Source: Experimental Brain Research - November 23, 2020 Category: Neuroscience Authors: Liu Z, Ye Q, Wang F, Guo Y, Cui R, Wang J, Wang D Tags: Exp Brain Res Source Type: research

Inter-muscle differences in modulation of motor evoked potentials and posterior root-muscle reflexes evoked from lower-limb muscles during agonist and antagonist muscle contractions.
Abstract Voluntary contraction facilitates corticospinal and spinal reflex circuit excitabilities of the contracted muscle and inhibits spinal reflex circuit excitability of the antagonist. It has been suggested that modulation of spinal reflex circuit excitability in agonist and antagonist muscles during voluntary contraction differs among lower-limb muscles. However, whether the effects of voluntary contraction on the excitabilities of corticospinal and spinal reflex circuits depend on the tested muscles remains unknown. The purpose of this study was to examine inter-muscle differences in modulation of the corti...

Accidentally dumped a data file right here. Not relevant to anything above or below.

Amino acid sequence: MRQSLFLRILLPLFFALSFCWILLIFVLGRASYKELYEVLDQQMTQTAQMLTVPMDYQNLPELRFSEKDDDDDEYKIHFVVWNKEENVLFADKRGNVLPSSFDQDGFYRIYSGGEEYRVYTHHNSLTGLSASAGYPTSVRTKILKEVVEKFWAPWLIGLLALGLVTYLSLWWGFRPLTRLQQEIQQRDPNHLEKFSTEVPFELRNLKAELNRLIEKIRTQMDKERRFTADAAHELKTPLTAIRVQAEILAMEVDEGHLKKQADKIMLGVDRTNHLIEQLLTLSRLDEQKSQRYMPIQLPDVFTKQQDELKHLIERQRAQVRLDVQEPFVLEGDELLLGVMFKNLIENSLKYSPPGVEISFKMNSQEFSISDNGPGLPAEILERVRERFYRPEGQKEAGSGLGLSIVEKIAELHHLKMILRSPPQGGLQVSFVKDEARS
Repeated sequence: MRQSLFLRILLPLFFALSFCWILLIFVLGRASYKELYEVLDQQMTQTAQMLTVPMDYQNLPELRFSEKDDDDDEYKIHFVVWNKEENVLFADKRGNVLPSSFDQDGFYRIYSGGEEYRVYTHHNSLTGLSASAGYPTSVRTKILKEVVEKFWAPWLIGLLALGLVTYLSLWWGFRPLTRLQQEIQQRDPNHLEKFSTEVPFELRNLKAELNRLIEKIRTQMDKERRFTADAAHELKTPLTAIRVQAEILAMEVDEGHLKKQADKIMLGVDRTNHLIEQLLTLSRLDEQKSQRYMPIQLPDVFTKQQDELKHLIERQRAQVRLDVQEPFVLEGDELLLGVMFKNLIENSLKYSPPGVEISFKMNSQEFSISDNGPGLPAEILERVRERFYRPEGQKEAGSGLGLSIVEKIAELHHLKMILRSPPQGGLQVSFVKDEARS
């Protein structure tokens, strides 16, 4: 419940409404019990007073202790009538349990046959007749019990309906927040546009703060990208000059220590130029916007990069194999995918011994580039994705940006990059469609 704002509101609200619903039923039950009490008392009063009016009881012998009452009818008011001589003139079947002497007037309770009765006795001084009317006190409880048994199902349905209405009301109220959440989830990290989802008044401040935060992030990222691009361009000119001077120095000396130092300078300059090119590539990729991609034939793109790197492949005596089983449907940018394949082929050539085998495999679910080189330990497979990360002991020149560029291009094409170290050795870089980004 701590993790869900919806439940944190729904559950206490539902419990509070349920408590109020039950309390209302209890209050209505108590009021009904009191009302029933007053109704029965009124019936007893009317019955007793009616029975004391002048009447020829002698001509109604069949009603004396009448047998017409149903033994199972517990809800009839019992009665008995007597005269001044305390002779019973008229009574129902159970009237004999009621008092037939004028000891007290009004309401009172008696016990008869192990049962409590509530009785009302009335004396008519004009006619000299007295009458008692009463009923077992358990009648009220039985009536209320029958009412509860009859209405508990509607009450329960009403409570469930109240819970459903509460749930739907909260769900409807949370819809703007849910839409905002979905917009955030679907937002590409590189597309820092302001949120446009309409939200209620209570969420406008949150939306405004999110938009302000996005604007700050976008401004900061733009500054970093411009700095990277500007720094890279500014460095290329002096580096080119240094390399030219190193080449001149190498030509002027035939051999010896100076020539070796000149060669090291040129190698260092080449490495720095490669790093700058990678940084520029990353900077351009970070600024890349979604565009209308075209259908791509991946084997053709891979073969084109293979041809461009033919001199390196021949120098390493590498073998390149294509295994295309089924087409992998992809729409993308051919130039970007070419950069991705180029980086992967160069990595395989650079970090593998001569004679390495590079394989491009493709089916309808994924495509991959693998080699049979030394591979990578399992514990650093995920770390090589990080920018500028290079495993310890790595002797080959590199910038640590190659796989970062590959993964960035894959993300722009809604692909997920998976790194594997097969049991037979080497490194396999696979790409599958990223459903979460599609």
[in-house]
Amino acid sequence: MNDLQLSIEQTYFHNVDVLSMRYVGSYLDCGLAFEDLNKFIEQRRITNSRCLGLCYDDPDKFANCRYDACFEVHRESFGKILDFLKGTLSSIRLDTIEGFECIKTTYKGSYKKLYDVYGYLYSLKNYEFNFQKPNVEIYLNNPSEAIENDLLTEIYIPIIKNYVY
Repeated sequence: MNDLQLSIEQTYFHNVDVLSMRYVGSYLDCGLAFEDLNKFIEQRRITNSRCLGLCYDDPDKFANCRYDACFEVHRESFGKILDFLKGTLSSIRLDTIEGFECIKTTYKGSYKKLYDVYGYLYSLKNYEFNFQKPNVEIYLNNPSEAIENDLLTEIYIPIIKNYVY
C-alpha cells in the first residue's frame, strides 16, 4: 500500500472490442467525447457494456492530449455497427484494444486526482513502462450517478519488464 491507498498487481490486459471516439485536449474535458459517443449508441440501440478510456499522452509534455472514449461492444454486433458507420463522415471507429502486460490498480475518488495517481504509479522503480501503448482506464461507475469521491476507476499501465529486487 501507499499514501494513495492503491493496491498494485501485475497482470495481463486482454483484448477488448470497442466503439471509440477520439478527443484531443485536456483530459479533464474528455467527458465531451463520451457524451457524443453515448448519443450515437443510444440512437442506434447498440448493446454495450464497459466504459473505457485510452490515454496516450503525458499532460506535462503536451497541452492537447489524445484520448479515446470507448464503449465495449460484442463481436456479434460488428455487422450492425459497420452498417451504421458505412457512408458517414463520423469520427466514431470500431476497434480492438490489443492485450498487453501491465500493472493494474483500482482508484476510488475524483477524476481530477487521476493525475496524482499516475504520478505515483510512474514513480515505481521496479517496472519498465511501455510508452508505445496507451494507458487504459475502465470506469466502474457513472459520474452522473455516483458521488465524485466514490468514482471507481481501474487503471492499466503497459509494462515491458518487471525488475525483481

Source: Experimental Brain Research - November 22, 2020 Category: Neuroscience Authors: Saito A, Nakagawa K, Masugi Y, Nakazawa K Tags: Exp Brain Res Source Type: research

Towards the development of a human in vitro model of the blood-brain barrier for virus-associated acute encephalopathy: assessment of the time- and concentration-dependent effects of TNF- α on paracellular tightness.